The most interesting thing about the story was a University of Arizona paper entitled “Underwater and Not Walking Away: Shame Fear and the Social Management of the Housing Crisis”  (Typical University title for a paper!)

It’s a fascinating read if you have some time.  We can debate all day long the ethics of home owners walking away from their obligations, but the fact that it’s happening isn’t in dispute – and real estate agents, investors and other professionals should be thinking through the ramifications of it for their business.

Most home owners don’t realize (or maybe don’t care) that there are many alternatives that are much better than a foreclosure – a loan modification or short sale are all much better alternatives to giving up and walking away.

Here is the 60 minutes segment

Short Sale Supervisor Talks to a Real Estate Agent – Recorded Conversation

The Short Sales and Bank Fraud story continues to gain traction. After CNBC aired the story we brought them, dozens of other media outlets, bloggers and authorities have contacted me to discuss this topic.

Here is the story of how this fraud initially came to our attention, along with the evidence to back it up.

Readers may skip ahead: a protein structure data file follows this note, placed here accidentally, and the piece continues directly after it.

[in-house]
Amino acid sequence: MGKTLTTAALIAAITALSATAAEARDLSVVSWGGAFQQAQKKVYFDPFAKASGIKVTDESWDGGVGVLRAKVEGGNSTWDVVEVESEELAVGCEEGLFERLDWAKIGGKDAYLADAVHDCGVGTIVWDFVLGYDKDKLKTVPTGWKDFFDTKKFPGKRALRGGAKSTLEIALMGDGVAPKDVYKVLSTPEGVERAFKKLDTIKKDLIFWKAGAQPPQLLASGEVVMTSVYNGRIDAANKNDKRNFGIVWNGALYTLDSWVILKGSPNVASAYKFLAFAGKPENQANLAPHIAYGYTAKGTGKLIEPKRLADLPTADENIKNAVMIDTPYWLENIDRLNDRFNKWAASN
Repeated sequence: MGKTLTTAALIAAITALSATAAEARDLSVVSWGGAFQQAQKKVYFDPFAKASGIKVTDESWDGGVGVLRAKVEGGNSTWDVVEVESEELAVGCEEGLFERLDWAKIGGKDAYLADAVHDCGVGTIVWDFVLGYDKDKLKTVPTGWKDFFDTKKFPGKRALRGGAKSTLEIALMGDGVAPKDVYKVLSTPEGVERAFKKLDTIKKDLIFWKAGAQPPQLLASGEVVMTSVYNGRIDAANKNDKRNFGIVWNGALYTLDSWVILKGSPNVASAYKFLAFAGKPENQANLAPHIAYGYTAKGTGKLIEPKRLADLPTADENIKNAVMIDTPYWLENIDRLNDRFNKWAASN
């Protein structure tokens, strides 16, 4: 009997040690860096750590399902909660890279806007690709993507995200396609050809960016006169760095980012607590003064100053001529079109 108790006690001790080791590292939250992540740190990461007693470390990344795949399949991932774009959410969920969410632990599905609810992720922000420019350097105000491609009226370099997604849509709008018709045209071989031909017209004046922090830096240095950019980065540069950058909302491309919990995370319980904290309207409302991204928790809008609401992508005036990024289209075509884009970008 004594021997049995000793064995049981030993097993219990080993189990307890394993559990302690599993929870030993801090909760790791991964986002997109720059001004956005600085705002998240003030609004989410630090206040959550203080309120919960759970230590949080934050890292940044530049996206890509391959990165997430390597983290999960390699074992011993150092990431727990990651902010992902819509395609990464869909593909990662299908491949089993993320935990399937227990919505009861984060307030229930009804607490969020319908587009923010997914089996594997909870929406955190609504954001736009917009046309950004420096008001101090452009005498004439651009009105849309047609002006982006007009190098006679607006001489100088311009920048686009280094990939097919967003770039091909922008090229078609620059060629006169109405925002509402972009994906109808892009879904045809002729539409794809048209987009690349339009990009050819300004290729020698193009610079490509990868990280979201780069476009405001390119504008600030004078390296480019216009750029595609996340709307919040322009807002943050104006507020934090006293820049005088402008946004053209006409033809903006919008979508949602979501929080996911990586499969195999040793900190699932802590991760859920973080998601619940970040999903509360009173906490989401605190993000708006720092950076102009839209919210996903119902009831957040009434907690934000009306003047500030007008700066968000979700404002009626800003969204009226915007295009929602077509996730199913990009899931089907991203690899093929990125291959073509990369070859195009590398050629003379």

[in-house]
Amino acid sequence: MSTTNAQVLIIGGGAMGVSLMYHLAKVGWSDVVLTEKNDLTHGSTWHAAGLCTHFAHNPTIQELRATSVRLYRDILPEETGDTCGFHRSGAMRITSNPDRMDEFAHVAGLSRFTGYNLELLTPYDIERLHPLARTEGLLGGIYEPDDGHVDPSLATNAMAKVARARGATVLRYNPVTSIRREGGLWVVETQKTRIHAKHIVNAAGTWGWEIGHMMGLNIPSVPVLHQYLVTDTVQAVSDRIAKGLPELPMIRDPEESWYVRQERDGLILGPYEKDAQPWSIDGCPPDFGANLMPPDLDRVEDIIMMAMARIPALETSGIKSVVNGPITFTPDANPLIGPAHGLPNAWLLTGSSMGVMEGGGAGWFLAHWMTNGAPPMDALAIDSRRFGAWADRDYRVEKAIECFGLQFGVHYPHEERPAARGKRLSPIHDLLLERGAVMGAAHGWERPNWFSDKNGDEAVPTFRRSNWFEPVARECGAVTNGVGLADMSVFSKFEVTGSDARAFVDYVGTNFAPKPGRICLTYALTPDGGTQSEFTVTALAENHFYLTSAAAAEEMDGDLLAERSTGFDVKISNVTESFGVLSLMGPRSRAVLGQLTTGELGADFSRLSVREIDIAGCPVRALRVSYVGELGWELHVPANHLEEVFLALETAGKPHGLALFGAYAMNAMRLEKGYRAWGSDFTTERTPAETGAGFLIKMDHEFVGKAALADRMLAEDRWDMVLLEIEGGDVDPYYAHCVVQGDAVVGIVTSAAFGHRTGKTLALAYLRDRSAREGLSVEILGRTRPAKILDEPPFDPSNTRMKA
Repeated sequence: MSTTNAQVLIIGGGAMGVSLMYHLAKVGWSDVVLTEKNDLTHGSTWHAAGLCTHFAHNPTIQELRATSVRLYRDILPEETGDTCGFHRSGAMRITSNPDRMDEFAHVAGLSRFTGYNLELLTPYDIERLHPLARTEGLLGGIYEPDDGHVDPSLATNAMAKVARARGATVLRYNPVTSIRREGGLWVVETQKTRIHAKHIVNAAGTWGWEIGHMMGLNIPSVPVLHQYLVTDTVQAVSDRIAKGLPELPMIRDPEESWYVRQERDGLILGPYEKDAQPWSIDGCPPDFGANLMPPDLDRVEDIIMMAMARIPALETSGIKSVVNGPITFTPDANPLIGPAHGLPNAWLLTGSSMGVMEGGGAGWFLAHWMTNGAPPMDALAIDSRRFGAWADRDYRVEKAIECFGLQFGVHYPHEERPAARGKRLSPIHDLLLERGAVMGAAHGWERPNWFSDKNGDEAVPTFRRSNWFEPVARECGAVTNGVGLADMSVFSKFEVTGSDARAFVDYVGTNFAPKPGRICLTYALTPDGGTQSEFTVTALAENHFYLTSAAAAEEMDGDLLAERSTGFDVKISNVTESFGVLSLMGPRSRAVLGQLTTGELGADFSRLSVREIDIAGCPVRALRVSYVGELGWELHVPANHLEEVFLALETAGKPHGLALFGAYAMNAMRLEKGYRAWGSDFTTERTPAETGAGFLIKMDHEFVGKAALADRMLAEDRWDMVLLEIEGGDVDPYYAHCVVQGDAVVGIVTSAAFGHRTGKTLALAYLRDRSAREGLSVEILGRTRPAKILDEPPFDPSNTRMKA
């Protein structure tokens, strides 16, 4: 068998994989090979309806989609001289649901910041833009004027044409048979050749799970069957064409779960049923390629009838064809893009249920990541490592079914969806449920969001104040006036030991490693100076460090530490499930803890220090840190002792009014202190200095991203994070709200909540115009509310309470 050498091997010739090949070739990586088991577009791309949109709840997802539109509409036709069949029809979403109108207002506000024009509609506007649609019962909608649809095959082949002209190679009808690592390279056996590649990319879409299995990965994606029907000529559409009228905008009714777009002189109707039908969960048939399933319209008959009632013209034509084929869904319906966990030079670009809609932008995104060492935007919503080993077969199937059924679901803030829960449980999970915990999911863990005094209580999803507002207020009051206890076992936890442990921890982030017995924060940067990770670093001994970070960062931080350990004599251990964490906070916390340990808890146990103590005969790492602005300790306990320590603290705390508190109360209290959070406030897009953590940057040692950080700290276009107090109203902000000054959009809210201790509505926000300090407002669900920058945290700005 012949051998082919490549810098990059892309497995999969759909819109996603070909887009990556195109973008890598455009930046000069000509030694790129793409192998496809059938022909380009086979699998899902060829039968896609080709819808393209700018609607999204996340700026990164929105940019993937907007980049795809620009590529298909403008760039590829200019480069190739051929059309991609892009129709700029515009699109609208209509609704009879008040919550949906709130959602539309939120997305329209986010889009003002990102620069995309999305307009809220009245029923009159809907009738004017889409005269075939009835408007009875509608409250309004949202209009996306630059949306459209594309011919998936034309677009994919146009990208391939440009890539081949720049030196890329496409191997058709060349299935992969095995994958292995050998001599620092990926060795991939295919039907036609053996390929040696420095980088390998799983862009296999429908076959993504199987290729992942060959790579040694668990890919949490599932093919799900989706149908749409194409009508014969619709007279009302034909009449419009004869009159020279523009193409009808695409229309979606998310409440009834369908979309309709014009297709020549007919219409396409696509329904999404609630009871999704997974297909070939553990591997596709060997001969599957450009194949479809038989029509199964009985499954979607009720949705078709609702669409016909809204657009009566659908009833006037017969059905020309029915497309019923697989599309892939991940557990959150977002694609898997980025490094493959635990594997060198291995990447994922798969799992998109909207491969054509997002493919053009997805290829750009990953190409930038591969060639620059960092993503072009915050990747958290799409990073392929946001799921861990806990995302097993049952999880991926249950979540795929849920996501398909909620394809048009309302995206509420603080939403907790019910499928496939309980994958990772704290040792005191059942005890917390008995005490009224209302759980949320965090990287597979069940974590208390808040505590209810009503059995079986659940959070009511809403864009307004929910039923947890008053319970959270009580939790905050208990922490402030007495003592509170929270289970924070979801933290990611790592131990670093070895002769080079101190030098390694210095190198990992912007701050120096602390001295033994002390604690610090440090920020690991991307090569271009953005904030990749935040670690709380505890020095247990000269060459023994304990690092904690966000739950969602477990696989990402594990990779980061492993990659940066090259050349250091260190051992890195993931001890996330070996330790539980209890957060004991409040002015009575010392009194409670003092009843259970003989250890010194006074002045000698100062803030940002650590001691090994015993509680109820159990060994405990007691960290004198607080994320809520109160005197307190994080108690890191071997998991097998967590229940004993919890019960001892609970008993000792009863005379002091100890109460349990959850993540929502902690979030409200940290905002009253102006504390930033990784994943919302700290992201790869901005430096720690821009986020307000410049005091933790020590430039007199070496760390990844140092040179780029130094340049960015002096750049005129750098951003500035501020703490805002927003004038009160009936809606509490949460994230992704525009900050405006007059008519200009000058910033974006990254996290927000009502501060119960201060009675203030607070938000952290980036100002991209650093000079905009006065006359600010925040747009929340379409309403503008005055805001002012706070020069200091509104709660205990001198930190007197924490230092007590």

Last year, I was contacted by an experienced real estate agent in our network who negotiates many short sales. She had recorded a conversation between her and a supervisor in the loss-mitigation department at a major national lender, who she felt was trying to get her to do something illegal.

Here is the audio of that recording, along with the transcript. The names have been removed at the request of the agent to prevent backlash from the bank.

Listen: Recorded Conversation with Bank Supervisor

AGENT: OK, so the only way to settle with *LENDER* then is to get money from somebody else and pay it prior to – that’s what *LENDER-EMPLOYEE* suggested – pay it prior to close of escrow, outside of…. <unintelligible> Pardon me?

LENDER: That is something you can do.

AGENT: Pay it outside of escrow, off the HUD, prior to close.

LENDER: Right, that’s something you could do.

AGENT: And is that something you guys do regularly or you see people doing?

LENDER: Yes, that happens – we have people that send us money outside if they need approval letters <unintelligible> from the first, and once we receive the additional funds, the approval letter can be sent for what the first actually offered – so it happens.

AGENT: OK and what about the fact that the first says that, no more than you know, a certain percent is to go to the second?

LENDER: OK, if the first… Here’s the thing, if you’re asking what this is about – the first is saying “well here’s what I’m going to allow” and the first is saying “this is what we’re willing to pay out.”  If there’s a contribution, if you don’t want to be able to come up with the additional that we’re asking for – the first has already gave their approval on what they’re doing – what someone just comes up with has nothing to do with the first.